Scaling the Great Wall
“After climbing a great hill, one only finds that there are many more hills to climb”.
~ Nelson Mandela
Scaling the Great Wall via Badaling Route
This UNESCO World Heritage Site is very touristy and congested in the Badaling route from Beijing. It may be a little difficult to recognize from the serene pictures you see on the net and books. For a photographer, it becomes a feat trying to find a spot to capture its “zen-like” ruins, without being pushed or diverted by a shuffling crowd. Not recommended for those suffering from vertigo and fear of heights. Then again, you will encounter a whole family gently holding on to a grandmother who looks to be a hundred, nimbly stepping on very steep stone pavements, while a throng of tourists are hyperventilating and waiting behind them.
This is a rather delayed shoutout to Third Eye Mom who has a better experience of trekking the Great Wall from a different location with less of the people and more of nature untouched.
A while back, I promised her I will blog about my own surreal experience, to which I kept forgetting. It’s not because it wasn’t memorable, but because I had way too many photos to sort from. All of them entails me struggling for support clutching at rails while carrying a camera and teetering on a steep incline. It was a giddy and fun experience. :-)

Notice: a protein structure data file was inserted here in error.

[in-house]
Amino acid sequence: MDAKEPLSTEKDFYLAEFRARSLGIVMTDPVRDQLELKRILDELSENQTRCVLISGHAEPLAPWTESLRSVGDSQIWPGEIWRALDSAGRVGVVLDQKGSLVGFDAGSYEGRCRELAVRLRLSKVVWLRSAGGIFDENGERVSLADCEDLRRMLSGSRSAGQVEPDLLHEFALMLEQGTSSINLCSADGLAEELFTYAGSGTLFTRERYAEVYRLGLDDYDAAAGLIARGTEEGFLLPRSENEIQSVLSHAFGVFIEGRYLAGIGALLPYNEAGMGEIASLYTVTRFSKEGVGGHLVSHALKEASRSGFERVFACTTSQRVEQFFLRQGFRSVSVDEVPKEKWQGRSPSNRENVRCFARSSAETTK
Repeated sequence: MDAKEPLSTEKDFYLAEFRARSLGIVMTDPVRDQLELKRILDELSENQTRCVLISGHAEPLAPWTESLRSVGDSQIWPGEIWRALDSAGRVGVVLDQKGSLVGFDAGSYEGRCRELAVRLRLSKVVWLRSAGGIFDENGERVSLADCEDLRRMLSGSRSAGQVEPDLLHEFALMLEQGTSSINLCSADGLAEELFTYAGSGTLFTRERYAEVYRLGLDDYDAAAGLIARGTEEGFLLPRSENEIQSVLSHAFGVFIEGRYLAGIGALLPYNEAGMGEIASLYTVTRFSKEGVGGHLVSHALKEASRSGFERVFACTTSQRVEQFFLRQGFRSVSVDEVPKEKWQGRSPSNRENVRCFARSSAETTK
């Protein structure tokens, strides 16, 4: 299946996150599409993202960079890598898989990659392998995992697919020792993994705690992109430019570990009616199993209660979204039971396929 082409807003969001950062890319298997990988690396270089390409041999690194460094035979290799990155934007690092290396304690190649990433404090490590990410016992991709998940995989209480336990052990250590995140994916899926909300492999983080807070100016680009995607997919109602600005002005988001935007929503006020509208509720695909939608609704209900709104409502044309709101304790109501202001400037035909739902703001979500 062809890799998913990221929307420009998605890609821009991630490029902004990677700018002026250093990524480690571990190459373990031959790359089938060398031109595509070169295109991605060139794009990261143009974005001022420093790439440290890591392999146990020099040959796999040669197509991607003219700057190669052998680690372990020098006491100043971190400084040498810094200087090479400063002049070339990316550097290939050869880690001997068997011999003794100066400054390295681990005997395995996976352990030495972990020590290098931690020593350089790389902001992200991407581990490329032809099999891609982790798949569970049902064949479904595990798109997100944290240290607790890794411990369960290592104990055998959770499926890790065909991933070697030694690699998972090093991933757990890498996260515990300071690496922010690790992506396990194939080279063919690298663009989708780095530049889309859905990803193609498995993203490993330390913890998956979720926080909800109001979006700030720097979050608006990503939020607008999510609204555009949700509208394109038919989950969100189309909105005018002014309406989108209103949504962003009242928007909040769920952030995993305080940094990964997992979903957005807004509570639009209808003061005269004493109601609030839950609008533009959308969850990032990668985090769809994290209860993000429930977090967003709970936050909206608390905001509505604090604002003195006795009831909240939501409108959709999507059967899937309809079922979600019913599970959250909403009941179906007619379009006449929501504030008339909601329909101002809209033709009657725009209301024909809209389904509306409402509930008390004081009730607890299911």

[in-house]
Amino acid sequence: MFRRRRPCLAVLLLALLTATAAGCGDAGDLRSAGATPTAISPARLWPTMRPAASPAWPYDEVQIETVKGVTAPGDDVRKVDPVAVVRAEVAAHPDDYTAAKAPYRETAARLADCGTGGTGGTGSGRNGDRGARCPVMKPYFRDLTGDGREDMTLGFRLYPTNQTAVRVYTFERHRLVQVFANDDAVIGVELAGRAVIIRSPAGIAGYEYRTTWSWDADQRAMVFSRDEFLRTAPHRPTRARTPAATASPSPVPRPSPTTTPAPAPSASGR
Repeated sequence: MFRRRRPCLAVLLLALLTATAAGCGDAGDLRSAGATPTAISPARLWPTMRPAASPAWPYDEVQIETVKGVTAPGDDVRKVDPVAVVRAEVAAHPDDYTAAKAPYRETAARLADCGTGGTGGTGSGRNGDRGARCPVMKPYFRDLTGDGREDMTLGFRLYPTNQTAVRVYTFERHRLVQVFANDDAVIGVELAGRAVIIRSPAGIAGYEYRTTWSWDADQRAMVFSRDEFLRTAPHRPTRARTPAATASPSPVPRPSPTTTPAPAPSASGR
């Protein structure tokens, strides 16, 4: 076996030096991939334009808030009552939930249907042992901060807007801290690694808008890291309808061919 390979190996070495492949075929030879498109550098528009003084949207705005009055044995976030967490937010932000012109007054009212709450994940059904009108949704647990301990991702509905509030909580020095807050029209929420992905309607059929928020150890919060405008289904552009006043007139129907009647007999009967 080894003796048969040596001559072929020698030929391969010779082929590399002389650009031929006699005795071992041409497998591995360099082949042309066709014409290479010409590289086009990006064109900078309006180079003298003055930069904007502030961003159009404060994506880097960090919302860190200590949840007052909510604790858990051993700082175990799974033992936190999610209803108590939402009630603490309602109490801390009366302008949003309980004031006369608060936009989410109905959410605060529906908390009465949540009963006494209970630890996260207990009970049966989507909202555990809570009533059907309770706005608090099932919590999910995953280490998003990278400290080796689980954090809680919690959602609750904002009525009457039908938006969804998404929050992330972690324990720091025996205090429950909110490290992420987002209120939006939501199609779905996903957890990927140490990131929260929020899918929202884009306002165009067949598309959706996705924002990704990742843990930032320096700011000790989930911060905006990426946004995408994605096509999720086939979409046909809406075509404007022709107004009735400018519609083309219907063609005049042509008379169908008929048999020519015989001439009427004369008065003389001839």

I will have a more detailed blog post soon.
(Thanks, Wiki!) The Great Wall of China is a series of fortifications made of stone, brick, tamped earth, wood, and other materials, generally built along an east-to-west line across the historical northern borders of China in part to protect the Chinese Empire or its prototypical states against intrusions by various nomadic groups or military incursions by various warlike peoples or forces.
Badaling is the site of the most visited section of the Great Wall of China, approximately 50 miles (80 km) northwest of urban Beijing city in Yanqing County, which is within the Beijing municipality. The portion of the wall running through the site was built in 1505 during the Ming Dynasty, along with a military outpost reflecting the location’s strategic importance. The highest point of Badaling is Beibalou, approximately 1,015 metres (3,330 ft) above sea level. The portion of the wall at Badaling has undergone heavy restoration, and in 1957 it was the first section of the wall to open to tourists. Now visited annually by millions, the immediate area has seen significant development, including hotels, restaurants, and a cable car.